The role of HOX transcription factors in cancer predisposition and progression
|Author:||Li, Bo1; Huang, Qilai1; Wei, Gong-Hong2|
1Shandong Provincial Key Laboratory of Animal Cell and Developmental Biology, School of Life Sciences, Shandong University, Qingdao 266237, China
2Faculty of Biochemistry and Molecular Medicine, Biocenter Oulu, University of Oulu, 90220 Oulu, Finland
|Online Access:||PDF Full Text (PDF, 0.8 MB)|
|Persistent link:|| http://urn.fi/urn:nbn:fi-fe2020041415364
Multidisciplinary Digital Publishing Institute,
|Publish Date:|| 2020-04-14
Homeobox (HOX) transcription factors, encoded by a subset of homeodomain superfamily genes, play pivotal roles in many aspects of cellular physiology, embryonic development, and tissue homeostasis. Findings over the past decade have revealed that mutations in HOX genes can lead to increased cancer predisposition, and HOX genes might mediate the effect of many other cancer susceptibility factors by recognizing or executing altered genetic information. Remarkably, several lines of evidence highlight the interplays between HOX transcription factors and cancer risk loci discovered by genome-wide association studies, thereby gaining molecular and biological insight into cancer etiology. In addition, deregulated HOX gene expression impacts various aspects of cancer progression, including tumor angiogenesis, cell autophagy, proliferation, apoptosis, tumor cell migration, and metabolism. In this review, we will discuss the fundamental roles of HOX genes in cancer susceptibility and progression, highlighting multiple molecular mechanisms of HOX involved gene misregulation, as well as their potential implications in clinical practice.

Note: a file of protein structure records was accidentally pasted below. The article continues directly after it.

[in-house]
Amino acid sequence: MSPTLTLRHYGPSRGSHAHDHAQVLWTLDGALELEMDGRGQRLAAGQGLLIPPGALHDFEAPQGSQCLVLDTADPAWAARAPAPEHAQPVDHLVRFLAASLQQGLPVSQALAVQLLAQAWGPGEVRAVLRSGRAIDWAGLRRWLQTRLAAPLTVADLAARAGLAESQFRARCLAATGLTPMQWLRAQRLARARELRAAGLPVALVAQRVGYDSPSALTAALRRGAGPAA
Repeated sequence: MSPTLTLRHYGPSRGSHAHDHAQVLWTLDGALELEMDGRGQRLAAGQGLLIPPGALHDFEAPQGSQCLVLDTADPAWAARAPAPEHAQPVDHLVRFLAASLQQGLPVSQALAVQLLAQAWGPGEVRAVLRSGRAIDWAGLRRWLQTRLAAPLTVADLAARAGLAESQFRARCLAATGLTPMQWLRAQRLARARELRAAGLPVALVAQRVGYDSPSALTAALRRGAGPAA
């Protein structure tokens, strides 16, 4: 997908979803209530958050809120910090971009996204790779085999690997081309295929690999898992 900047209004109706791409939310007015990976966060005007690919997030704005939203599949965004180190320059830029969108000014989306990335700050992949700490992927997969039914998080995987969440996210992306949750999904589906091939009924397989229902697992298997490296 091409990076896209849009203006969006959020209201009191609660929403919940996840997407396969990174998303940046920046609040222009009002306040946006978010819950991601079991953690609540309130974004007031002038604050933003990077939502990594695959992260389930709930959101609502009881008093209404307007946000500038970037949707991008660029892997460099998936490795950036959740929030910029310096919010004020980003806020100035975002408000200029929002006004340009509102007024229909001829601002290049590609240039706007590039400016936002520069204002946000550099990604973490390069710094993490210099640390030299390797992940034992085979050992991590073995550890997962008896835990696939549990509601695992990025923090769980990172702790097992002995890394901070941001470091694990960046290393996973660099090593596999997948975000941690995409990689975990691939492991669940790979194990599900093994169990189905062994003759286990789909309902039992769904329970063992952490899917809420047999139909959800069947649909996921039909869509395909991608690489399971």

|Type of Publication:||
A2 Review article in a scientific journal
|Field of Science:||
1182 Biochemistry, cell and molecular biology
This work was supported by the grants Shandong Provincial Natural Science Foundation, China, ZR2016CM50, the Academy of Finland, the Finnish Cancer Foundation, and the Jane and Aatos Erkkos Foundation.
© 2019 by the authors. Licensee MDPI, Basel, Switzerland. This article is an open access article distributed under the terms and conditions of the Creative Commons Attribution (CC BY) license (http://creativecommons.org/licenses/by/4.0/).